fromThe Things They Carried First Lieutenant Jimmy Cross carried letters from a girl named Martha, a junior at Mount Sebastian College in New Jersey. They were not love letters, but Lieutenant Cross was hoping, so he kept them folded in plastic at the bottom of his rucksack. In the late afternoon, after a day's march, he would dig his foxhole, wash his hands under a canteen, unwrap the letters, hold them with the tips of his fingers, and spend the last hour of light pretending. He would imagine romantic camping trips into the White Mountains in New Hampshire. He would sometimes taste the envelope flaps, knowing her tongue had been there. More than anything, he wanted Martha to love him as he loved her, but the letters were mostly chatty, elusive on the matter of love. She was a virgin, he was almost sure. She was an English major at Mount Sebastian, and she wrote beautifully about her professors and roommates and midterm exams, about her respect for Chaucer and her great affection for Virginia Woolf. She often quoted lines of poetry; she never mentioned the war, except to say, Jimmy, take care of yourself. The letters weighed ten ounces. They were signed "Love, Martha," but Lieutenant Cross understood that Love was only a way of signing and did not mean what he sometimes pretended it meant. At dusk, he would carefully return the letters to his rucksack. Slowly, a bit distracted, he would get up and move among his men, checking the perimeter, then at full dark he would return to his hole and watch the night and wonder if Martha was a virgin. – Tim O’Brian SHOWING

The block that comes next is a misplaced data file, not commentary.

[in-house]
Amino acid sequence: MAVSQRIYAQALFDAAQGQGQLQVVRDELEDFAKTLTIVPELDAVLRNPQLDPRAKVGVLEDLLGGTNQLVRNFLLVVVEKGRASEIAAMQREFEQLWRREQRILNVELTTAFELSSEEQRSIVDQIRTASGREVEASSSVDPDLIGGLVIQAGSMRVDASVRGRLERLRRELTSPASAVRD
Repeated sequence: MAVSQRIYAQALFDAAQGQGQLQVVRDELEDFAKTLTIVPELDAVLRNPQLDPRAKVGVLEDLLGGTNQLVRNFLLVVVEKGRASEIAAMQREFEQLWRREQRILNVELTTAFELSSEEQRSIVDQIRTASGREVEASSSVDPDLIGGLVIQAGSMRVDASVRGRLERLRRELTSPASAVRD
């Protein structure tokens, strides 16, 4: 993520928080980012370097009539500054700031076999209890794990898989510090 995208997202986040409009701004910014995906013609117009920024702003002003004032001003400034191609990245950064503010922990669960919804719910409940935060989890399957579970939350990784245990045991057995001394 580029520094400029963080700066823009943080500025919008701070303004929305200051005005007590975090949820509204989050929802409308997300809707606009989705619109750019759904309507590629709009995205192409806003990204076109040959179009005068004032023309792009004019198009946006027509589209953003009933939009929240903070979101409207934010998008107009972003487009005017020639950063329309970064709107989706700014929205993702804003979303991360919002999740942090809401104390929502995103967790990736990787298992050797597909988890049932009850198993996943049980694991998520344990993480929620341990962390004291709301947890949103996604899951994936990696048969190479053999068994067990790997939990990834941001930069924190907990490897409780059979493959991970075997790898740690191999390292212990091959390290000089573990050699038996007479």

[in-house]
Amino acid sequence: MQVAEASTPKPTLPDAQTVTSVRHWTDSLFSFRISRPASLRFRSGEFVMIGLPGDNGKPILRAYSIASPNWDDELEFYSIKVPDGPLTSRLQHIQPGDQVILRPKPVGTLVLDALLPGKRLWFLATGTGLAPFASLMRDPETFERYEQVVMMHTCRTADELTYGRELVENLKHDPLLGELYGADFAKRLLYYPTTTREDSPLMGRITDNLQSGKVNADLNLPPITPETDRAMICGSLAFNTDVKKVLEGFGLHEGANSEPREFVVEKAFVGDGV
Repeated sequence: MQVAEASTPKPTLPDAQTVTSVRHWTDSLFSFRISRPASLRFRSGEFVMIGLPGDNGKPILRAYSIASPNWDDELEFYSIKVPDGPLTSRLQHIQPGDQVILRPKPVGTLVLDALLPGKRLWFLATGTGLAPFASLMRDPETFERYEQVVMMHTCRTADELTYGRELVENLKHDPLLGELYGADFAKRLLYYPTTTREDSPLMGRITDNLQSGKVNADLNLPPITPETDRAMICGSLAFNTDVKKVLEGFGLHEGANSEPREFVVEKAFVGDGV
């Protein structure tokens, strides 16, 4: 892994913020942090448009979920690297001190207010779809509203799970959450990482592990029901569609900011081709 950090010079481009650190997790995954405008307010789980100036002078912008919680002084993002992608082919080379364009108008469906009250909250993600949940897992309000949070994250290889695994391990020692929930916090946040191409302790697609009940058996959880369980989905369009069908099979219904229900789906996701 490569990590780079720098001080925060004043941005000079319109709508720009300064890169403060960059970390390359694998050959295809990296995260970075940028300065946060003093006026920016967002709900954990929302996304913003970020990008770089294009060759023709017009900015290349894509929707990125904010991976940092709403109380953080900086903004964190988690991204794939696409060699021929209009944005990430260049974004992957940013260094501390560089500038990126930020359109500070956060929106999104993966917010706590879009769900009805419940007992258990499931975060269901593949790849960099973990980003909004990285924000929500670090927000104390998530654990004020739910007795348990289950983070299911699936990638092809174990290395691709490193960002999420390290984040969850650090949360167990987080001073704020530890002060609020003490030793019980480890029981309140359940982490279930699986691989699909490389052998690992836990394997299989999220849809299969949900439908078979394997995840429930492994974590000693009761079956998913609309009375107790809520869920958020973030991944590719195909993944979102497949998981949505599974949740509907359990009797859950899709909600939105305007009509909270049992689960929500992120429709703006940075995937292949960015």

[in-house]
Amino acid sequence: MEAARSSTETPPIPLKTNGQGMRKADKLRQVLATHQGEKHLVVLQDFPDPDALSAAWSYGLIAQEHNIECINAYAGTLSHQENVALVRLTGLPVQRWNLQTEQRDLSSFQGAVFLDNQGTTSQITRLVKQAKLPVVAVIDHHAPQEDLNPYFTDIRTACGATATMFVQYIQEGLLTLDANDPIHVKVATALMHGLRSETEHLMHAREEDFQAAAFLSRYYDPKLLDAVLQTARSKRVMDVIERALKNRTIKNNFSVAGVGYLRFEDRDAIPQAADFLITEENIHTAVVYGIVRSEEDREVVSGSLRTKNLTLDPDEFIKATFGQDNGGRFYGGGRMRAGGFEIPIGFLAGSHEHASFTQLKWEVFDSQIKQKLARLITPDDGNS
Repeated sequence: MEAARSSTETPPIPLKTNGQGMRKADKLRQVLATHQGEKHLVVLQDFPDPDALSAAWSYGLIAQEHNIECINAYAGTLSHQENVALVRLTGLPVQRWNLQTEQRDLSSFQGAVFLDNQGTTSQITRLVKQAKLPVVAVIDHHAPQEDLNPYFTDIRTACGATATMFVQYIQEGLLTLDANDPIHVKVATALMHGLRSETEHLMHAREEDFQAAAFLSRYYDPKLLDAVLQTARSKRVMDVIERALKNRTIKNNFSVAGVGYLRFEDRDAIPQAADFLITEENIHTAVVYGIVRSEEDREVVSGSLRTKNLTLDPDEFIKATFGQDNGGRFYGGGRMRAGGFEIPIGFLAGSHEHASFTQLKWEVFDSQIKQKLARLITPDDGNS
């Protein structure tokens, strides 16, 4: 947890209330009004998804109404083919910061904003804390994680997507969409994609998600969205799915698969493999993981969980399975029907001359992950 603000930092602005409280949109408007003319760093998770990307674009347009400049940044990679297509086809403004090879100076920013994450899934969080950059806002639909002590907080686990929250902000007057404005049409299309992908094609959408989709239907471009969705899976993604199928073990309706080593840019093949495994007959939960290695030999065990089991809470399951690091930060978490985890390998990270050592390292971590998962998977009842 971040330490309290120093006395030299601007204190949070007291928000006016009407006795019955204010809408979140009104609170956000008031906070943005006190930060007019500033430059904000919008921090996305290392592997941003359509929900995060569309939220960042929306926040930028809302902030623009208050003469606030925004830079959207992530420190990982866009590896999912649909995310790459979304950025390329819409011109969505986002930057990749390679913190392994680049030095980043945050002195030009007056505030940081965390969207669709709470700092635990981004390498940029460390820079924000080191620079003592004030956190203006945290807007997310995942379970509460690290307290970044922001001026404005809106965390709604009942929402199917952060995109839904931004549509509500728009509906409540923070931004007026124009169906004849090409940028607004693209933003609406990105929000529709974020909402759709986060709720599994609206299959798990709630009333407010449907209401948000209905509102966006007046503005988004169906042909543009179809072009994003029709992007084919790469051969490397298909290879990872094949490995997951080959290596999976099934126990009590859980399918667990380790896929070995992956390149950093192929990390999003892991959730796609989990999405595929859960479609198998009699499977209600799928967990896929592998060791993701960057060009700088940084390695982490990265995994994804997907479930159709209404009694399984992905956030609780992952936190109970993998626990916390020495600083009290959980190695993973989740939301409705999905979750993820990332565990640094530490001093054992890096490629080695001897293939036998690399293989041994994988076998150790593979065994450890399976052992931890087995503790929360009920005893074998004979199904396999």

tips for showing more than you tell • use specific, significant detailsdon’t say fruit; say pomegranate • use sensory images: add in all five senses • use good comparisons for your metaphors—not clichés • vary your sentence structure and match the rhythm of your writing to what you are writing about • put the actions in the verbs and make the actions specific; avoid “be” verbs and passive voicedon’t say “He took a walk;” say, “He sauntered down the street.” • take advantage of dialogue to reveal significant details • don’t pad it too much and don’t be afraid to tell sometimes
share findings with class… group work • form groups of three • each person take a turn sharing the piece of writing you brought in, explaining in specific terms why you think it represents good style • as a group, write three to five qualities that you think make for an interesting and/or effective style